In a much discussed article published by Guardian, Judith Butler stated that 'the category of women needs to be rethought', as well as arguing that gender-critical feminism is allied to fascism. And here is Pakistani Bina Shah's reply.
Yesterday I wrote a tweet angry.
Afghan woman: Save me from the Taliban
Judith Butler: We'll redefine womanhood, you'll be fine
That's how it was:
"I just need to know how Judith Butler's definition of a woman applies to Afghan women who are beaten in the streets by the Taliban. Have you ever considered that does your academy really not fit into the lives of women in the South?".
I posted the above tweet after reading about the now infamous interview with the Guardian in which Butler stated that TERFs (trans-exclusionary radical feminists) allied themselves with the right wing and fascists. I don't identify myself as TERF, or much else (cis? this also seems like an imposition to me.) because this debate on trans rights and gender identity seems so far removed from the reality that I and millions of women in the South Asian and Central Asian region experience. I certainly do not align myself with right-wingers and fascists in my thinking, which is different and much more independent of the thinking that people have to adapt to than in academia to adapt to the new gender rules and laws.
But Judith Butler's statement that "we have to rethink the category of women'. gave me a boost. My thinking stems from many reflections that I have made on the gender identity theory adopted in Western countries. This happens at the same time as I saw Afghan women being beaten by the Taliban while protesting for their rights, for security and inclusion in the government, and for the freedom to work and study.
I was asked to clarify my statement because it seemed vague or perhaps unclear to people for whom gender identity theory is much more familiar and palatable. It is good to be challenged because it forces you to think harder about what you really believe.
In Afghanistan (extreme example) but also in Pakistan, where I live, India, Nepal, Bangladesh, Middle Eastern countries, North Africa, women (or people with female bodies) are abused, harassed, assaulted and killed not just because they have female bodies, but because they refuse to hand over those bodies to men to do with as they please.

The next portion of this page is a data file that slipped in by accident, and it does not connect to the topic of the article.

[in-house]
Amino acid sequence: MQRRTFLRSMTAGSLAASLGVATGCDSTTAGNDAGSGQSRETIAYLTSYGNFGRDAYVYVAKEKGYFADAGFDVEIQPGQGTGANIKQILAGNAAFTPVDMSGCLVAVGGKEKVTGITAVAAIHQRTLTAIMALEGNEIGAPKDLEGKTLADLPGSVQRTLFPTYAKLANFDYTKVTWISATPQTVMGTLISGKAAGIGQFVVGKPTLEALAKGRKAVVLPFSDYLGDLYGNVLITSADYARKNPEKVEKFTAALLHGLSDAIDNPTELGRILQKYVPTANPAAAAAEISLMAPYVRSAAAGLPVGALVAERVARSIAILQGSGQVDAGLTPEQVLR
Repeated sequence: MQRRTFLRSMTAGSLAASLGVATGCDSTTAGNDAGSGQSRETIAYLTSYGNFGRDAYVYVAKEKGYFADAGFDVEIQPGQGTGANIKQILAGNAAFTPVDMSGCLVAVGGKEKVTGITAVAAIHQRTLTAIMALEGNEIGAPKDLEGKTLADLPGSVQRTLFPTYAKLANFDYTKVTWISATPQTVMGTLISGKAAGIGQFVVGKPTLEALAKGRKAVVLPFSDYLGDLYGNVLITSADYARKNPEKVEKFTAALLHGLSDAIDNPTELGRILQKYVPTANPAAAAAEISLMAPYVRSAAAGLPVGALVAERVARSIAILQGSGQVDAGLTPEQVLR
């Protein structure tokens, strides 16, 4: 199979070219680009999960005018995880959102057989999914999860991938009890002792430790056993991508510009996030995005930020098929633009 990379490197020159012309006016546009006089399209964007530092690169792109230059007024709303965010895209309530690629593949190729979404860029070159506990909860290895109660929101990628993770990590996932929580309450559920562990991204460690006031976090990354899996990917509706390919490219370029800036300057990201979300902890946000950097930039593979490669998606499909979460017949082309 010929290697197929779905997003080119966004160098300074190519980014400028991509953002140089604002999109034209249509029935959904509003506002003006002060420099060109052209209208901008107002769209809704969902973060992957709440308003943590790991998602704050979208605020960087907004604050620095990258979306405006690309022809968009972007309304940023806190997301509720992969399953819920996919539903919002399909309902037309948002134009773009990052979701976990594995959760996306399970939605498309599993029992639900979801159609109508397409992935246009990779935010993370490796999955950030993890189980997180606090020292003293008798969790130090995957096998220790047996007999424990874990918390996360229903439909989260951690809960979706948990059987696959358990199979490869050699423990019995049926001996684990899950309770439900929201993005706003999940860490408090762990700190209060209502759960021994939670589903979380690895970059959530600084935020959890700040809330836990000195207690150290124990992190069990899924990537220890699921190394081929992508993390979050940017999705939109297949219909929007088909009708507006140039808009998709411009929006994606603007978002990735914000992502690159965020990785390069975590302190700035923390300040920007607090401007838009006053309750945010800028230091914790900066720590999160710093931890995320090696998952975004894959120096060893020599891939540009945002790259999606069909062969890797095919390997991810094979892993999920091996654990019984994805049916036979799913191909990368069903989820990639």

Since this domination of female bodies is absolutely linked to female biology and the production of children and sexual comfort for those men, separating sex from gender completely negates this form of oppression which is hugely insulting to all of us who are still fighting to put an end to the discrimination based on sex in our countries.
At the same time, one thing that is particularly powerful for women is the fact that their bodies are capable of producing life. This is something so innate in the identity and sense of self of women in Muslim/Southern countries. of the world/non-whites who insist that it is something that does not belong to them is actually a form of mental and emotional violenceA double trauma produced on them by those western feminists who wish to impose their ideas on gender and sex on us who have a very different idea and experience of these issues.
Imagine a Muslim woman in the UK who has to escape a violent marriage and the threat of honour killing. It goes to a refuge where she feels safe because it is a women-only space. Not only because it is far from the realm of male violence, but because as a Muslim woman she would not feel comfortable sharing intimate spaces with a person with a male body. This allows her to reconcile her dire situation and her need to feel she is acting in congruence with her identity and principles of modesty as a Muslim woman.
But if a trans woman with a penis is in the same space, then the Muslim woman will be in a terrible conflict about leaving her home. Suddenly she will not be able to take off her hijab or undress because she cannot do those things in front of a person with a male body who is not a family member. This is not a hypothetical, there are Muslim, Sikh and Hindu women who are now excluded from the female sex spaces because the definition of woman has changed to include women with penises. Calling that Muslim woman TERF because she expresses discomfort is yet another abuse of her.
All this to say that we still have to negotiate security and freedom for women with female bodies and we cannot ignore or bypass minority women in the West or women in my part of the world who are outside these negotiations. Afghan girls and women have had to disguise themselves as boys and men in order to leave their homes, earn a living or carry out vital work under Taliban rule. This would be 'doing gender' as Judith Butler calls it, or a survival strategy that Afghan women have adopted in order to live?
I am afraid that trans rights activists are behaving like new Western colonisers and imperialists, imposing their ideas of gender and sexuality on us in the same way their empire has been imposed on us for much of the 20th century. I really don't want gender colonialism in the 21st century..
Thank you for coming to my TERF Talk.
original article heretranslated by Marina Terragni